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May 9th, 2016:

India’s ITC resumes cigarette production with larger health warnings | Reuters

NEW DELHI India’s biggest cigarette maker, ITC Ltd, said on Monday it had resumed production in phases, complying with new rules on pictorial warnings from the federal government.

The company had shut its plants from May 4 as it worked to get much larger health warnings on cigarette packs, even as a court hears objections to the new rules.

“ITC cigarette factories have resumed production in a phased manner, with the specified 85 percent graphical warning pending hearing by the Karnataka High Court,‎” a company spokesman told Reuters in an email.

Jury is still out on e-cigarettes

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The fight against tobacco is not over

The Boston Globe presents the Harvard Kennedy School PolicyCast, a weekly podcast on public policy, politics, and global issues. HKS PolicyCast is hosted by Matt Cadwallader.

At this point, efforts to end tobacco use seem almost passe.

While it wasn’t so long ago that smoking was ubiquitous, most millennials, the largest generation in the country, have never been able to smoke in a Massachusetts bar or restaurant, much less in an office or on an airplane.

For many of us, the fight against tobacco has fallen off the radar. But that doesn’t mean the problem has been solved.

“Tobacco’s going to kill 1 billion people in the 21st century,” says Dr. Howard Koh on this week’s Harvard Kennedy School PolicyCast podcast. “There’s no other condition that reaches those extraordinary figures.”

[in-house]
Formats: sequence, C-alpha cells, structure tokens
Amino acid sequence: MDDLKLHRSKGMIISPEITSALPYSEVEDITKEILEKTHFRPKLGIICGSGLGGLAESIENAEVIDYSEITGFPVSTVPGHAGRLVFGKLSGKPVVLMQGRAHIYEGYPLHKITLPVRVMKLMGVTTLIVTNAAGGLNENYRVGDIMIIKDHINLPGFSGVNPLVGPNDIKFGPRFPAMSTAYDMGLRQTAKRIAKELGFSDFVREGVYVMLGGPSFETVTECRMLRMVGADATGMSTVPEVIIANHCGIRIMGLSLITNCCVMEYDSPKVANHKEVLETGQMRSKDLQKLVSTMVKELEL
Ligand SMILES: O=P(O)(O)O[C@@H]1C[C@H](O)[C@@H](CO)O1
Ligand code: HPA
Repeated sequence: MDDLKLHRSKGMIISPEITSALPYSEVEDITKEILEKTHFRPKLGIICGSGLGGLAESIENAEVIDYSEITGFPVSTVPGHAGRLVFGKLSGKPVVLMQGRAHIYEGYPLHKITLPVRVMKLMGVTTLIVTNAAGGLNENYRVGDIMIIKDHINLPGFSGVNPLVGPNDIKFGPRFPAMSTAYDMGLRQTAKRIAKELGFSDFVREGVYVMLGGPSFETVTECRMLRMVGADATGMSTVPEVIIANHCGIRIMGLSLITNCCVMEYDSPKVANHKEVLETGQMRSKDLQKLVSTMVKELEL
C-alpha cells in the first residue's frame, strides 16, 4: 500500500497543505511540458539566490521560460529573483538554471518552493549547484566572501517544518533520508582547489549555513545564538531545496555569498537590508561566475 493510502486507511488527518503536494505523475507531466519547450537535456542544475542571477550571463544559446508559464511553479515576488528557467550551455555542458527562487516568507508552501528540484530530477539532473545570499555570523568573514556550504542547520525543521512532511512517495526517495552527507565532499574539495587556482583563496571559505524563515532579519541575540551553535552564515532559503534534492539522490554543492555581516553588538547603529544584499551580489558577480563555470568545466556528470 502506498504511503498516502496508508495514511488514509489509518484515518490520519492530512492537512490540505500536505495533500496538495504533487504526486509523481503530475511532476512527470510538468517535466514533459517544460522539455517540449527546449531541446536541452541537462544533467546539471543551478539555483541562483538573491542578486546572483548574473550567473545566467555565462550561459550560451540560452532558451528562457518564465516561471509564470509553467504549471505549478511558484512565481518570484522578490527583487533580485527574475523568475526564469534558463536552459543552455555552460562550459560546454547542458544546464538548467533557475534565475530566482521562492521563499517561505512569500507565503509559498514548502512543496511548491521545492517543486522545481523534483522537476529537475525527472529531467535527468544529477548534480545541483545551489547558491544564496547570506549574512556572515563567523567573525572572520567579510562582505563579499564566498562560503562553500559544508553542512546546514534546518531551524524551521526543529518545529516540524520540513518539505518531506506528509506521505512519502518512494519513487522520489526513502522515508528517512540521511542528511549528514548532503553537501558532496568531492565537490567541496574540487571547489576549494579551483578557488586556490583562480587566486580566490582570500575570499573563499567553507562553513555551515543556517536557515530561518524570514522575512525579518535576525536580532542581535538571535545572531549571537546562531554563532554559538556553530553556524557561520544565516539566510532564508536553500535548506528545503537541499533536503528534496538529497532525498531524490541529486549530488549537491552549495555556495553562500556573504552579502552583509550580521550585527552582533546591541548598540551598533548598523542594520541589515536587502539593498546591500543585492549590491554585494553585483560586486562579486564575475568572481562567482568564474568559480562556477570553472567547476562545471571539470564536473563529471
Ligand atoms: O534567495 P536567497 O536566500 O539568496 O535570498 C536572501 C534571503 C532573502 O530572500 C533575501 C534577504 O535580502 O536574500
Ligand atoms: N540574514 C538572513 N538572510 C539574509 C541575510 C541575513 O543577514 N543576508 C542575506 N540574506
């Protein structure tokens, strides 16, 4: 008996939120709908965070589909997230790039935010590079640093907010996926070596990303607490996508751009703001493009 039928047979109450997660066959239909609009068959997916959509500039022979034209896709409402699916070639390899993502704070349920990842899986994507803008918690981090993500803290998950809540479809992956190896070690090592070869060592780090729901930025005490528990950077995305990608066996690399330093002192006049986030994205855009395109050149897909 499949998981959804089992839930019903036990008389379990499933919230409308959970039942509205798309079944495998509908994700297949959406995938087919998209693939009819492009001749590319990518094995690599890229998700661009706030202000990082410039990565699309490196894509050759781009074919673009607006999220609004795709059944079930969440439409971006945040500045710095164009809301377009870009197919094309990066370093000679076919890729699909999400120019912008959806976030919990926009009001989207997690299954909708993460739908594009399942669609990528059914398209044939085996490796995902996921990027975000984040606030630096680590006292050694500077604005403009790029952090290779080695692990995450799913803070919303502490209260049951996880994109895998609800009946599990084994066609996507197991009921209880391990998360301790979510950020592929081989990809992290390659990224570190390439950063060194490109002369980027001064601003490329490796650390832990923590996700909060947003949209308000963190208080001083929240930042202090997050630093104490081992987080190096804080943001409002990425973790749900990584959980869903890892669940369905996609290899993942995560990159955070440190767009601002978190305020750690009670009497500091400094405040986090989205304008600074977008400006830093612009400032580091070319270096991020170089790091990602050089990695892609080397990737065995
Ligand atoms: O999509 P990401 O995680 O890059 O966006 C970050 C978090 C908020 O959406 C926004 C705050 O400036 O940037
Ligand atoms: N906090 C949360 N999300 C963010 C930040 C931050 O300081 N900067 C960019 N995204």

Dr. Koh, a professor at the Harvard TH Chan School of Public Health and former assistant secretary for health at the US Department of Health and Human Services, says that it’s not yet time to declare mission accomplished.

“We have to keep talking about this huge issue because so many people are suffering and dying preventable deaths due to tobacco dependence. . . . We still have young people trying cigarettes every day. Several thousand a day, in fact, start for the first time.”

Efforts to curb nicotine addiction have taken on new dimensions in recent years, and in several ways Massachusetts has been at the forefront.

The national movement to raise the minimum age to buy tobacco from 18 to 21 began in Needham back in 2005, and has been picking up steam. Earlier this year Boston followed suit.

Just recently, the Massachusetts State Senate passed a bill that would raise the age statewide, and Governor Baker has indicated that he supports the idea “conceptually.”

Passing such a law would make Massachusetts just the thirdstate to do so after Hawaii enacted the change in January and California passed its law in May.